train recruiters

How to train recruiters to make the most of tech tools

Ryan Shiba
16 Sep
Reading time: 8 minutes
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Struggling to train recruiters in your recruitment agency on new tech tools and features? There’s a number of initiatives you can implement to help them make the most of their tech.

But first, what’s the core barrier that slows recruiters down when adopting new technologies? 

The biggest roadblock for recruiters when it comes to tech training is fear; fear about struggling to learn a new system and fear of messing up the data or database.

Repetitive action combats that fear and boosts your recruiters’ comfort level. Obviously, we’re more comfortable with things that we’re familiar with, so it’s all about building familiarity with processes and implementing active learning.

As the Head of Learning for JobAdder, I’m passionate about education and empowering recruiters across the globe to make the most of the tech at their disposal.

Below, I’ve outlined the initiatives you can implement at your recruitment agency to train recruiters effectively when it comes to tech platforms and tools. 

Train recruiters with active learning

In a traditional training format, you see a passive mindset and our minds tend to wander. We don’t necessarily internalize it if we’re simply watching something or typing notes down word for word.

With software training, you can improve overall comfort by getting the user to complete the action or to do the actions themselves. With our JobAdder training programs, they know that they can always cancel out or hit “just training” at the end of it and not make any changes to their database.

I think that’s really important. A lot of times issues come from fear of the unknown when people are unsure of what to expect. I think the biggest focus is gaining familiarity, helping your recruiters gain an understanding of what to expect from their tech and understanding the flow of the process and how it works. This breeds comfort, which in turn breeds success.  

It’s task-oriented learning where people tend to learn best. Often when it comes to software, you’ll get something to read or you’re asked to look at the big picture. However, when you break it down into specific tasks, I think people become less fearful of it.

You want to keep the user’s cognitive load down and keep them focused on specific tasks. It needs to be timely, so it’s delivered in the moment of need, and it needs to be something that’s a daily task now, not a daily task in two months’ time.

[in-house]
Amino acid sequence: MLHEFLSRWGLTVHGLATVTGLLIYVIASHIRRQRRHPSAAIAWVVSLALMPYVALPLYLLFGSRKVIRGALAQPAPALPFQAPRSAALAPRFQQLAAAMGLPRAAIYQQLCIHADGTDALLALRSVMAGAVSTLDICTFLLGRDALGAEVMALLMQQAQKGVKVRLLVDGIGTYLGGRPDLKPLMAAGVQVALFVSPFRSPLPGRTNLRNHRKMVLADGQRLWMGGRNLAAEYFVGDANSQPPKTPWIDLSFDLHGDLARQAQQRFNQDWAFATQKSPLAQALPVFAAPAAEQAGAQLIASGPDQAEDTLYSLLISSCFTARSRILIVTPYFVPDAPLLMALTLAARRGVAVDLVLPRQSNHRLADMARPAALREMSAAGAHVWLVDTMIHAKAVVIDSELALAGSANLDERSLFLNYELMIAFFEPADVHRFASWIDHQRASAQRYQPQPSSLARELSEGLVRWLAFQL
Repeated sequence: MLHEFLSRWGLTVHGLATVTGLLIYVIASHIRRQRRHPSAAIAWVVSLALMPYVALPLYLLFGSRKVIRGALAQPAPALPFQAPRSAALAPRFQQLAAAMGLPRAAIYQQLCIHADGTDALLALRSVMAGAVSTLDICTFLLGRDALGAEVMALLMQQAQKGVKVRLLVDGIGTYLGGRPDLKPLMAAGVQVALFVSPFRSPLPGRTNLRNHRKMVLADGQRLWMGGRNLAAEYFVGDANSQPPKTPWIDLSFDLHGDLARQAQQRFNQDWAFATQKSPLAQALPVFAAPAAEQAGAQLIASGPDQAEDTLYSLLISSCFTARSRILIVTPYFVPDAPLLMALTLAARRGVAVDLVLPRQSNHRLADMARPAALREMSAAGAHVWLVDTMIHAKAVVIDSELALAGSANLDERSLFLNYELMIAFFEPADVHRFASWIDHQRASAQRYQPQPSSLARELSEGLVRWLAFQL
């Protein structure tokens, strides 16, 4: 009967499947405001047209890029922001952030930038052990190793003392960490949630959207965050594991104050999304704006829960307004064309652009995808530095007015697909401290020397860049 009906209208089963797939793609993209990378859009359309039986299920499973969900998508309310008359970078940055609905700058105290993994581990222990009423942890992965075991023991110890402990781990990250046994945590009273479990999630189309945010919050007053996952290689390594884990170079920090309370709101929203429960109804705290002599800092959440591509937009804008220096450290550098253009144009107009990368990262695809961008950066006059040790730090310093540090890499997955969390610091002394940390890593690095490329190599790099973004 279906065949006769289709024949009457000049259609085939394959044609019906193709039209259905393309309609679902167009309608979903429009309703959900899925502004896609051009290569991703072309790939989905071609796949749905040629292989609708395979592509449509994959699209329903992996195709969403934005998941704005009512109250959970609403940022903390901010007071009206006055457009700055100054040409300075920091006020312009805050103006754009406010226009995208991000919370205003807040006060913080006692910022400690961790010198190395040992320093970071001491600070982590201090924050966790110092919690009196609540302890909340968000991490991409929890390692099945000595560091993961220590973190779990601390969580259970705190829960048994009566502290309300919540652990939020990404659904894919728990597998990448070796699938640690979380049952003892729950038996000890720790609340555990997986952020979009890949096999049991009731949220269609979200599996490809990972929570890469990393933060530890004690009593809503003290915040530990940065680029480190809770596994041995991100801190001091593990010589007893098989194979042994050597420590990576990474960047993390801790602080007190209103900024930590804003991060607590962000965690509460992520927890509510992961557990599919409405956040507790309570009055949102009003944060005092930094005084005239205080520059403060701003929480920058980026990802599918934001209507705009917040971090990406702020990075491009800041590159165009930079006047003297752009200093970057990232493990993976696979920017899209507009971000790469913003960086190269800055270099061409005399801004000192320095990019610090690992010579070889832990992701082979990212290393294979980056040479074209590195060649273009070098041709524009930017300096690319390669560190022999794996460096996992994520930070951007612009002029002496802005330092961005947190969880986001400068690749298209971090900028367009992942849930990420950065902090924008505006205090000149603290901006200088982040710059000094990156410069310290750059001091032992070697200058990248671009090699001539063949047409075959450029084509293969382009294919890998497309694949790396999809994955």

The training also needs to solve a specific problem. If you’re not solving a specific problem, it’s going to be harder to retain that information. It needs to showcase small successes with the completion of small specific tasks, like creating a job, and then repeat these until comfort and familiarity is built. 

Construct your learning and train recruiters how they need to be trained 

It’s taking small steps and getting users comfortable with things they’re already familiar with. Like every recruiter, for example, will likely be familiar with creating job orders, and if they’re not then we start there. Not to get too nerdy, but in learning, we call this a constructivist approach or constructivism.

Basically what constructivism means is that we’re starting at a point where the user has a common understanding, that there’s something they already know, and then we’re building on top of that. So the user is already familiar with the process of creating job orders within whatever system they’re using or have used. Then the idea is how do we layer how to do that in JobAdder on top of their existing knowledge. 

Perhaps your recruiters have never submitted candidates online before, right? Maybe they’ve always used email. Starting with something like that would be a bit trickier because you’re introducing two things. You’re introducing new concepts and new technology. 

I think it’s easiest if you start with something where the concept is already there and then the technology matches that and you can build and construct from there. That would be the simplest piece of advice that I would give to recruitment agencies, you need to start with a specific plan and identify.

Build a culture of learning and train recruiters in your recruitment agency

Building confidence and empowerment are at the core of a successful learning and development program.